I have assets in both France and the UK and want to ensure that I retain these assets should something happen to my husband, and naturally want to ensure that he retains all should something happen to me. How can I ensure this?

Hello Mary, seems a long time since I wrote my contribution, and I failed to thank you for your reply, which I do so now! I am returning to this thorny issue now following discussions with various friends. I see in a 'Connexion' article a reference to a 'Testament Olographe'. Can you tell me if it is possible to get hold of an outline for guidance?

Inheritence law in France is a minefield! Good luck!

Thank you all very much for your input - I see we need to put our affairs in order as we do intend staying on in France for many years to come.

Dear Pam,

Please see earlier posts on this. The regime is only suitable where children are of that marriage. Equally, other people may need to consider the higher amount of succession tax payable as a result. An en tontine clause at point of purchase is a futher option, but cannot be applied after the fact. A usufruit to a spouse in a will may suffice, but it is personalised advice needed here.

As pointed out earlier, this regime is not suitable where the children are outside of the marriage. Only where they are all your children of that marriage. Some Notaires say to do it anyway as children of a former marriage, will never want to pay the expense of going to court to receive their amount on the death of their own parent, but I dunno about that..............

I should note here, that this regime is not suitable where children are not of that marriage. Only where they are all your children of that marriage.Some Notaires say to do it anyway as children of a former marriage, will never want to pay the expense of going to court to claim their amount on the death of their own parent, but I dunno about that..............

Dear Roger

  • You describe the frustrations a lot of my clients go through. You do have some potential complexity with domicile and so a solicitor [ avocat] would give advice and the Notaire prepares and executes the documents advised technically. No idea which region you are in, but you would be best with an International Lawyer. I know this means more expense,, but it can certainly pay dividends. At point of purchase you could have maybe discussed an en tontine clause which gives survivor full control of the house only. Succession is about all assets though ultimately, so consider what should be in your wife's as opposed to your own or joint names perhaps, going forward. Assurance vie for capital can be very useful for inheritance as you can nominate any class of beneficiary with extra tax allowances for them. Anyone can msge me if they wish, and I do have some contacts in this field. I am a Blevins Franks Partner, here for 13 years for your info.

You should see a notaire here and request that you change your marriage regime from Separation des Biens to Communaute Universelle. ( Assuming you did what most people do here when they buy a house, not knowing that you have to be registered as Communaute Universelle to be eligible to leave your assets to your spouse alone. )That means everything from you or your husband goes to the surviving partner and does not go direct to any children. It should cost around 450 euros to change your regime so do not be persuaded that it may cost 1500 euros as one notaire tried to tell us. This is because you are not forced to take the current value of your house etc into the equation. It is written into the Hague Convention that you can change your regime when you move to another country.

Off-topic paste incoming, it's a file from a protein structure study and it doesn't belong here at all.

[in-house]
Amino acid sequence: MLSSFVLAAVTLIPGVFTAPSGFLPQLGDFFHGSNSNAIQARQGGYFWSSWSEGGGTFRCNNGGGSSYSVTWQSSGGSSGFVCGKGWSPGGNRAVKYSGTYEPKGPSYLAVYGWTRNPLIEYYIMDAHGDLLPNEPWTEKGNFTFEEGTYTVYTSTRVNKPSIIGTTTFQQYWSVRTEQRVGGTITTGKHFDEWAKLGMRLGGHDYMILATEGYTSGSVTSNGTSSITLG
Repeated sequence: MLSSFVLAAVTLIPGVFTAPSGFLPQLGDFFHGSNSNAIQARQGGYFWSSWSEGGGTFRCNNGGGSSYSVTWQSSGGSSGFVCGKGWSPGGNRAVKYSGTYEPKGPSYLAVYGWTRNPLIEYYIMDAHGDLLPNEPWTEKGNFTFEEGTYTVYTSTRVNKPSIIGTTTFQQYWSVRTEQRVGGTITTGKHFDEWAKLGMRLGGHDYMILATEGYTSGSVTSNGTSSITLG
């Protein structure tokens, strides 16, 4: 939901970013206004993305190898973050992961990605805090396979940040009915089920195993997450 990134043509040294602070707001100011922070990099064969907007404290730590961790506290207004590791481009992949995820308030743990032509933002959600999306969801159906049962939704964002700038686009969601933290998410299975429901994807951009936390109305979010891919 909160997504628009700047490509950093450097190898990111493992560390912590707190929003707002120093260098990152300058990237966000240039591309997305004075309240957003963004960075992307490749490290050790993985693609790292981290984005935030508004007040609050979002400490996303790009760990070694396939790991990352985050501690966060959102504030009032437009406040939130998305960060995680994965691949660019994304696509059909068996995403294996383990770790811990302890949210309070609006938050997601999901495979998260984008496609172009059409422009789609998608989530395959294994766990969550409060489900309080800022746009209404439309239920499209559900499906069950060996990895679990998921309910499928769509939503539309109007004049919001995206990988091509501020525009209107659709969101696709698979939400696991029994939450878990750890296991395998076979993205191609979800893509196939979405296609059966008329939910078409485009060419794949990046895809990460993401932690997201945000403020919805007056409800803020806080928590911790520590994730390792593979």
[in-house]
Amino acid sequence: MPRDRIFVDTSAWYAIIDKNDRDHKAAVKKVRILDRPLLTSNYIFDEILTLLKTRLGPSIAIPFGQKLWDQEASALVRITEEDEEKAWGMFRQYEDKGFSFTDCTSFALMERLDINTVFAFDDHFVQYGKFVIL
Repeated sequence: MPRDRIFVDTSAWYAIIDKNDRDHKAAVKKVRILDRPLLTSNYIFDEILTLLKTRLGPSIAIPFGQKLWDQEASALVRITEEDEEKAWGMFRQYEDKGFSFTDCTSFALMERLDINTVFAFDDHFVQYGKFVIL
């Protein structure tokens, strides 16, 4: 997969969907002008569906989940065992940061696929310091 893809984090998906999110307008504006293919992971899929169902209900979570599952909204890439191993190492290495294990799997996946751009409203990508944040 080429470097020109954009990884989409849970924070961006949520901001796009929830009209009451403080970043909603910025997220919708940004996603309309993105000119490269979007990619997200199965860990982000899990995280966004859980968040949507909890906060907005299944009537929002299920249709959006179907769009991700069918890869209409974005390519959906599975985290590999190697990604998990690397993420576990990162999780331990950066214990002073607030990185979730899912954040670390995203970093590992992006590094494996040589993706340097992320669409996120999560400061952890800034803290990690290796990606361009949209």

Where oh where do you find a good Notaire? When we first purchased, we tried for a long time to persuade the Notaire who handled the sale to give us advice. We got nowhere, and gave up. Later we saw another, supposedly 'good' Notaire, whose advice has been contradicted by other advice individuals seem to have received. I am English, my wife is Irish, I have two children by my former marriage, and we have joint ownership of our property here in France, the only property we have. I simply want to protect my wife should I pop off first!

Celia... I have put some info on this regime below. It was mostly used before 2008, when the rules changed, when people did not want children to inherit at the death of the first parent [ or indeed were minors], but more importantly, as then there was succession tax between spouses with only a €72k allowance before tax was due! Not good... However when Sarkozy changed succession allowances, part of that change was that spouses and civil partners could inherit on death of their spouse tax free. Gifts to each other in lifetimes, still carries limits.

It means that under normal circumstances, your children cannot inherit until the community is over and all members have died. Thus they only can apply one set of allowances then. €100k each now [ reduced by Hollande from €160k] and NO indexation of this amount either. Without the regime thay can apply the same allowance on death of the first parent, without necessarily having the money then, and have a second set on death of the second parent.There is a small transfer tax that the community has to pay on death of the first of you, plus any Notaires fees I imagine.

It is still good where there are disfunctions in a family, minor children perhaps, and needed for more emotive reasons. Again you should decide your ideal situation at this time and check with a professional whether it needs adjusting or if not, or that you understand the implcations fully. Nothing is perfect after all, so it is a balance of priorities as usual.

James. I think you need to check details a little more with respect. A usufruit is literally the use of the fruits in her lifetime. Not "control of" technically. My understanding is that she cannot sell without their permission. I child has right to 50% of deceased parents assets, 2 children 66% and 3 or more 75%. This is the reserved portion. the unreserved amount can be willed elsewhere[ eg spouse], and a 100% life interest or usufruit for the spouse.